With the return of Charles II from France in 1660 and the arrival of Protestant Huguenot craftsmen escaping religious persecution in France, antique furniture making in England became much more sophisticated. With the advent of much finer cabinetry and the use of walnut rather than oak, new pieces of very fine furniture such as the bureau-bookcase were coming into being.
To begin with, the bureau-bookcase was essentially a writing table and slope with a fold down flap. Initially the table was supported on legs but gradually a solid set of drawers or chest of drawers was placed underneath. By the beginning of the 18th century, during the reign of Queen Anne, an antique cabinet was being placed on top of the desk flap. The cabinet usually had two doors and was often mirrored which worked to reflect light onto the desk flap when it was folded out for writing. The top of the cabinet took on an architectural structure which could be domed or pedimented.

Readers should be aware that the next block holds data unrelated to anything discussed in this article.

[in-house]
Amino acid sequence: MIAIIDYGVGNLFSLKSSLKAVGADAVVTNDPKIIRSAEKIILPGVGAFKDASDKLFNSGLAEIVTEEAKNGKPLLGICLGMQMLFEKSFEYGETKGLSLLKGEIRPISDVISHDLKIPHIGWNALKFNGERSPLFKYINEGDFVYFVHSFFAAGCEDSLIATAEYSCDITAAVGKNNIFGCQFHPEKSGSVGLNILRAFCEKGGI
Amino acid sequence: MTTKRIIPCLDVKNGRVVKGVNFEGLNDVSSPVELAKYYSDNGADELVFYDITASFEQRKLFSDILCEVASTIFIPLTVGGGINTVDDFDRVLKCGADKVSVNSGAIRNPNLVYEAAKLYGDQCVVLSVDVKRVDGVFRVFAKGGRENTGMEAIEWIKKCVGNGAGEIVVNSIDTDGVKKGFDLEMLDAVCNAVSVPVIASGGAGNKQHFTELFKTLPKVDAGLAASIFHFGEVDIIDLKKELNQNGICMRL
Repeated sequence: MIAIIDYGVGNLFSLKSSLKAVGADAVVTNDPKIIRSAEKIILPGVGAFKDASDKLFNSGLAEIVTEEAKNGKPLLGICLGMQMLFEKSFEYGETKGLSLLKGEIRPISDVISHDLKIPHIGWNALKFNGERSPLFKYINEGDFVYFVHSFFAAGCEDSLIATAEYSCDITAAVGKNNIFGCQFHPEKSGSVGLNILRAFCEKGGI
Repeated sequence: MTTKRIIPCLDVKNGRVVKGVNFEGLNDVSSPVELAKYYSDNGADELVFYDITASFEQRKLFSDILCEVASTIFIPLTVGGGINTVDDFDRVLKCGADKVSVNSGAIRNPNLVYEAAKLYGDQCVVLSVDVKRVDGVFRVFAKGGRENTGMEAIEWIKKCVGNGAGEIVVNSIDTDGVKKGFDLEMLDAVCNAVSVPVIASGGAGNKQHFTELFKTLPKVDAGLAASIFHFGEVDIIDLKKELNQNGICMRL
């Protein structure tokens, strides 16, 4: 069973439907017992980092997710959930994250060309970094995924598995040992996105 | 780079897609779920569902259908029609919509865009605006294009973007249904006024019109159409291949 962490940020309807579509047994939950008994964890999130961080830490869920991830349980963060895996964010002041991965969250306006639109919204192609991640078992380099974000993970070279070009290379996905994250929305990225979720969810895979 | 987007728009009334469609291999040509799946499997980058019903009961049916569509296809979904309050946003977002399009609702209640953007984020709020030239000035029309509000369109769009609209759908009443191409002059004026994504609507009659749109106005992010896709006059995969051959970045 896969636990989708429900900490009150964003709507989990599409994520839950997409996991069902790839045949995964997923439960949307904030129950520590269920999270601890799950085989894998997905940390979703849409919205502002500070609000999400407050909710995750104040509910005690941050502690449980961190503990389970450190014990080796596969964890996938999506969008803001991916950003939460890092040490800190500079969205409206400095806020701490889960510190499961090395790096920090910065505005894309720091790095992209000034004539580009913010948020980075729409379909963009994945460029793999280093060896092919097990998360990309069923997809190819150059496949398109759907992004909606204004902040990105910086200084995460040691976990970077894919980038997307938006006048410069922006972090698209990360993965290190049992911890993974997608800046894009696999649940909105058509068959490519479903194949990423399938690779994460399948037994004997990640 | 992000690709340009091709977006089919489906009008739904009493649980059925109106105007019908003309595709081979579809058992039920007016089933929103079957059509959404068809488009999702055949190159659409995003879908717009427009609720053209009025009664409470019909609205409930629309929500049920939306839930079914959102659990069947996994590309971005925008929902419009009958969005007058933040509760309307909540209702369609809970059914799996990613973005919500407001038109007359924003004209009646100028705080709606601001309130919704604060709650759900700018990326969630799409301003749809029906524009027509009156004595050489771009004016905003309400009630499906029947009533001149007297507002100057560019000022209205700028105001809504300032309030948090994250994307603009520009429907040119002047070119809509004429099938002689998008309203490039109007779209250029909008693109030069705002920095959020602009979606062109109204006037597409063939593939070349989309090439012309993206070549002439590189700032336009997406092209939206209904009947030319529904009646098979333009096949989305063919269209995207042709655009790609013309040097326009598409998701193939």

The bureau-bookcase at this time was made of walnut, but by 1730 walnut was beginning to disappear due to blight and export embargoes from France. Mahogany imported from the Spanish colony of San Domingo superseded walnut as the wood of choice for antique cabinet makers. However, although much tougher than walnut, mahogany did not have the attractive figuring for which walnut is renowned.
The bureau-bookcase has remained popular throughout and there exists many period and Victorian and Edwardian revival pieces for sale at auctions and through dealerships today. If you are looking for an antique bookcase, Lancashire antiques dealers will be able to show you some very fine examples.
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